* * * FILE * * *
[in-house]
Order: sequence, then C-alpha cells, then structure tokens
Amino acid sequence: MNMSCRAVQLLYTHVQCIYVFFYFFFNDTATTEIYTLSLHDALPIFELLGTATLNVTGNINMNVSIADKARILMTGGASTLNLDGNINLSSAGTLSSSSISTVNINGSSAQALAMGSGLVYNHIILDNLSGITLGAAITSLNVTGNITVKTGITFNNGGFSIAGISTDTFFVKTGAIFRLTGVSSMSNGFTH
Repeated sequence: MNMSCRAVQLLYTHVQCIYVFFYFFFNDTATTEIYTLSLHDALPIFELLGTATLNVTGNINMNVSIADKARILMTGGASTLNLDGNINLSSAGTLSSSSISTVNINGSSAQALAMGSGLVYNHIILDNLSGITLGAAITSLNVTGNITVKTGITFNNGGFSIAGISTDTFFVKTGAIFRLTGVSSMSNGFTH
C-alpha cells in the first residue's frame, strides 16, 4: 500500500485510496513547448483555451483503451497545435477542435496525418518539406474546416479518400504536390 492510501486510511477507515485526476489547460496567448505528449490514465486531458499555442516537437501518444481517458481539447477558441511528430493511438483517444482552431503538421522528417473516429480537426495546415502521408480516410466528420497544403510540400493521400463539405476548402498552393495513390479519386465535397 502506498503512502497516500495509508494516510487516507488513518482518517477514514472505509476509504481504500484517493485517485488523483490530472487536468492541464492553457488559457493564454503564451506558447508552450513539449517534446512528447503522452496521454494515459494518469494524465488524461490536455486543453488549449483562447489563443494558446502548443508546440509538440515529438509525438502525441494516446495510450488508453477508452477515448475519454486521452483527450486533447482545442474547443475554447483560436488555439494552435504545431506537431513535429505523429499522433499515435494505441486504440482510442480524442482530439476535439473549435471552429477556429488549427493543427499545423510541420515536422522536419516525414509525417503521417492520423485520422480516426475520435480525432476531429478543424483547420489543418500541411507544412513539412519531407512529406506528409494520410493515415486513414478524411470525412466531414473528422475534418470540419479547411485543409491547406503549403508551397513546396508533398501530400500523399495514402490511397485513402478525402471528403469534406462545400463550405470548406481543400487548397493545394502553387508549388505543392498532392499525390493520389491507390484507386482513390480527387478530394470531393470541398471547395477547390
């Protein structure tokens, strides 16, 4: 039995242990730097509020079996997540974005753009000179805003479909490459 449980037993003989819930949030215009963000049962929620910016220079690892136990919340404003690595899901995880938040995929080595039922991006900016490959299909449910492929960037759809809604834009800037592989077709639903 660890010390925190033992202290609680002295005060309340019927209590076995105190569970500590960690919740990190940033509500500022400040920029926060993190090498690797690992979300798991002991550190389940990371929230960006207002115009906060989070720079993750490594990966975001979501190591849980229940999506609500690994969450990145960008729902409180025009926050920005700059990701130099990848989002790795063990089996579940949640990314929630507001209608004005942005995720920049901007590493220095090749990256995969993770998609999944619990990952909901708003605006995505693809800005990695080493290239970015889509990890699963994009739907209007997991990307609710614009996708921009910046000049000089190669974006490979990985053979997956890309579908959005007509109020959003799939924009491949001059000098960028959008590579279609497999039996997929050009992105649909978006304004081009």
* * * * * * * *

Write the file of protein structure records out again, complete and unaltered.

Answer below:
[in-house]
Order: sequence, then C-alpha cells, then structure tokens
Amino acid sequence: MNMSCRAVQLLYTHVQCIYVFFYFFFNDTATTEIYTLSLHDALPIFELLGTATLNVTGNINMNVSIADKARILMTGGASTLNLDGNINLSSAGTLSSSSISTVNINGSSAQALAMGSGLVYNHIILDNLSGITLGAAITSLNVTGNITVKTGITFNNGGFSIAGISTDTFFVKTGAIFRLTGVSSMSNGFTH
Repeated sequence: MNMSCRAVQLLYTHVQCIYVFFYFFFNDTATTEIYTLSLHDALPIFELLGTATLNVTGNINMNVSIADKARILMTGGASTLNLDGNINLSSAGTLSSSSISTVNINGSSAQALAMGSGLVYNHIILDNLSGITLGAAITSLNVTGNITVKTGITFNNGGFSIAGISTDTFFVKTGAIFRLTGVSSMSNGFTH
C-alpha cells in the first residue's frame, strides 16, 4: 500500500485510496513547448483555451483503451497545435477542435496525418518539406474546416479518400504536390 492510501486510511477507515485526476489547460496567448505528449490514465486531458499555442516537437501518444481517458481539447477558441511528430493511438483517444482552431503538421522528417473516429480537426495546415502521408480516410466528420497544403510540400493521400463539405476548402498552393495513390479519386465535397 502506498503512502497516500495509508494516510487516507488513518482518517477514514472505509476509504481504500484517493485517485488523483490530472487536468492541464492553457488559457493564454503564451506558447508552450513539449517534446512528447503522452496521454494515459494518469494524465488524461490536455486543453488549449483562447489563443494558446502548443508546440509538440515529438509525438502525441494516446495510450488508453477508452477515448475519454486521452483527450486533447482545442474547443475554447483560436488555439494552435504545431506537431513535429505523429499522433499515435494505441486504440482510442480524442482530439476535439473549435471552429477556429488549427493543427499545423510541420515536422522536419516525414509525417503521417492520423485520422480516426475520435480525432476531429478543424483547420489543418500541411507544412513539412519531407512529406506528409494520410493515415486513414478524411470525412466531414473528422475534418470540419479547411485543409491547406503549403508551397513546396508533398501530400500523399495514402490511397485513402478525402471528403469534406462545400463550405470548406481543400487548397493545394502553387508549388505543392498532392499525390493520389491507390484507386482513390480527387478530394470531393470541398471547395477547390
């Protein structure tokens, strides 16, 4: 039995242990730097509020079996997540974005753009000179805003479909490459 449980037993003989819930949030215009963000049962929620910016220079690892136990919340404003690595899901995880938040995929080595039922991006900016490959299909449910492929960037759809809604834009800037592989077709639903 660890010390925190033992202290609680002295005060309340019927209590076995105190569970500590960690919740990190940033509500500022400040920029926060993190090498690797690992979300798991002991550190389940990371929230960006207002115009906060989070720079993750490594990966975001979501190591849980229940999506609500690994969450990145960008729902409180025009926050920005700059990701130099990848989002790795063990089996579940949640990314929630507001209608004005942005995720920049901007590493220095090749990256995969993770998609999944619990990952909901708003605006995505693809800005990695080493290239970015889509990890699963994009739907209007997991990307609710614009996708921009910046000049000089190669974006490979990985053979997956890309579908959005007509109020959003799939924009491949001059000098960028959008590579279609497999039996997929050009992105649909978006304004081009």